Present events 

 We cordially invite you to the lecture of Klara Janjic, who will present her research focusing on cell dynamics on specific models of the oral mucosa.

 Join us for a lecture by Prof. Nicholas Stephanopoulos, a renowned scientist specializing in nanotechnology and biomedicine. He earned his A.B. in chemistry from Harvard University and a Master’s in chemical engineering from MIT. He completed his PhD at UC Berkeley, focusing on bioconjugation chemistry. At Northwestern University, he researched peptide nanomaterials for regenerative medicine. Now an Associate Professor at Arizona State University, Prof. Stephanopoulos integrates proteins and peptides with DNA nanotechnology to develop innovative hybrid nanomaterials. His work has earned him the Air Force Young Investigator Award, the NSF CAREER Award, and the NIH New Innovator Award. Join us to learn from his groundbreaking research!

Happy to share that our institute is going to host the 2nd ScanR high-content imaging workshop!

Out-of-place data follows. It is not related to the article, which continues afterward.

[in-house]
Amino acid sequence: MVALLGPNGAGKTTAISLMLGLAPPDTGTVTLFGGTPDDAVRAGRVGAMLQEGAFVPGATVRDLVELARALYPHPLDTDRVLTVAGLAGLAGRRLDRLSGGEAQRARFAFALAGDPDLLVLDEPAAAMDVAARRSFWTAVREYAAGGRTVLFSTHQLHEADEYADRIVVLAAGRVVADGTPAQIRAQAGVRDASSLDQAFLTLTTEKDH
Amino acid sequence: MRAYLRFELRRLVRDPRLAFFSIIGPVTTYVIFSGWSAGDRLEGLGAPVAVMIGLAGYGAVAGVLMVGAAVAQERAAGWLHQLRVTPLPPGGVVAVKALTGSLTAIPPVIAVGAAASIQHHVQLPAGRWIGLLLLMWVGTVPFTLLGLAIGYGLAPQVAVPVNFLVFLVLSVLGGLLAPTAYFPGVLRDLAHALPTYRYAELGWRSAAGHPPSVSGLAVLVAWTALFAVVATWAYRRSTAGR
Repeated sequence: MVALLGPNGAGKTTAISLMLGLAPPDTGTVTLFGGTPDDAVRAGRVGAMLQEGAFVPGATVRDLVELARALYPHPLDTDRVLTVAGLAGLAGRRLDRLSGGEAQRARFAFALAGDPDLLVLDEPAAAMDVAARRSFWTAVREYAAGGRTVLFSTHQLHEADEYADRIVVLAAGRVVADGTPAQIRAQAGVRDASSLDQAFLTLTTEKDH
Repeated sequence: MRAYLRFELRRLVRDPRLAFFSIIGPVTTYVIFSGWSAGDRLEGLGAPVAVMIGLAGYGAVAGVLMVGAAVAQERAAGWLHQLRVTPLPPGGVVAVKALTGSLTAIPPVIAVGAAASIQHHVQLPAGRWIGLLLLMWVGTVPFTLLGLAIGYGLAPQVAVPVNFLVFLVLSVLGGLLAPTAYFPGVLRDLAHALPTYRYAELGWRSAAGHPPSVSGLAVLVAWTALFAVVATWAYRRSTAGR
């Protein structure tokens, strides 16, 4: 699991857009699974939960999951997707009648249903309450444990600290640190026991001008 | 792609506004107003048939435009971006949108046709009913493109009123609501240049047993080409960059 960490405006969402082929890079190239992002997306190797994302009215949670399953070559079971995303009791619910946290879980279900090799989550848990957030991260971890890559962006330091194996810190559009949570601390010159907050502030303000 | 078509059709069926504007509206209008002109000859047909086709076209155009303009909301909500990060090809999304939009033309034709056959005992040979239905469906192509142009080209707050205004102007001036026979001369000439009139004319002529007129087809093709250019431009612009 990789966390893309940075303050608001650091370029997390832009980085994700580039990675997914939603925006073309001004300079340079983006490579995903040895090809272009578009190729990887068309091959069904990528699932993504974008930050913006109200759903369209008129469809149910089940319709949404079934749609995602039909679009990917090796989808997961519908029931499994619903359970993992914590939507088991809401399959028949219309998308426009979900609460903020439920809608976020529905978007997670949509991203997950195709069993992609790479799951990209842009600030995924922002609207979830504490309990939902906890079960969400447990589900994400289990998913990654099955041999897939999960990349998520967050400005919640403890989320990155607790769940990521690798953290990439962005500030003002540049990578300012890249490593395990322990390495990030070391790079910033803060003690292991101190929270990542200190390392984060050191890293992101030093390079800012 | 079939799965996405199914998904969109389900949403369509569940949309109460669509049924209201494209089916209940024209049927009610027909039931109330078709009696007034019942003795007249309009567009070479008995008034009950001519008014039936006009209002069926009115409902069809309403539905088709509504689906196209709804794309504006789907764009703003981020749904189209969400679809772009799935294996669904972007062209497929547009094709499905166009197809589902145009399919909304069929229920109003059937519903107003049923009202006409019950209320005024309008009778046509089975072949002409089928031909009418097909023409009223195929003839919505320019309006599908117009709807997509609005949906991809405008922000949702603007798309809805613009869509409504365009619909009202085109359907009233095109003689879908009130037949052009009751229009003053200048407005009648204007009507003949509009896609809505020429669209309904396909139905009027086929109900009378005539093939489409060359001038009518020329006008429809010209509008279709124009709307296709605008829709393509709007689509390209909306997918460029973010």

More information:







Our colleague Dr. Hana Polasek-Sedlackova receives a prestigious EMBO Installation Grant

 Up to two-thirds of all cancers arise due to errors that occur during DNA replication. Dr. Hana Polasek-Sedlackova and her team have dedicated their research efforts to studying this phenomenon. Recently, they were awarded the prestigious EMBO Installation grant, which will enable them to explore the molecular mechanisms that guarantee accurate DNA replication.

EMBO grant recipients will receive annual financial support of €50,000 and a generous benefits package for the entire research group, including networking, mentoring, and training activities offered by EMBO.

Congratulations to Dr. Polasek-Sedlackova and her team!

Press release in English can be found here.


A new breakthrough in rheumatoid arthritis research!



Daniela Rubanová (one on the right) - co-author of the published article

Daniela Rubanová (one on the right) - co-author of the published article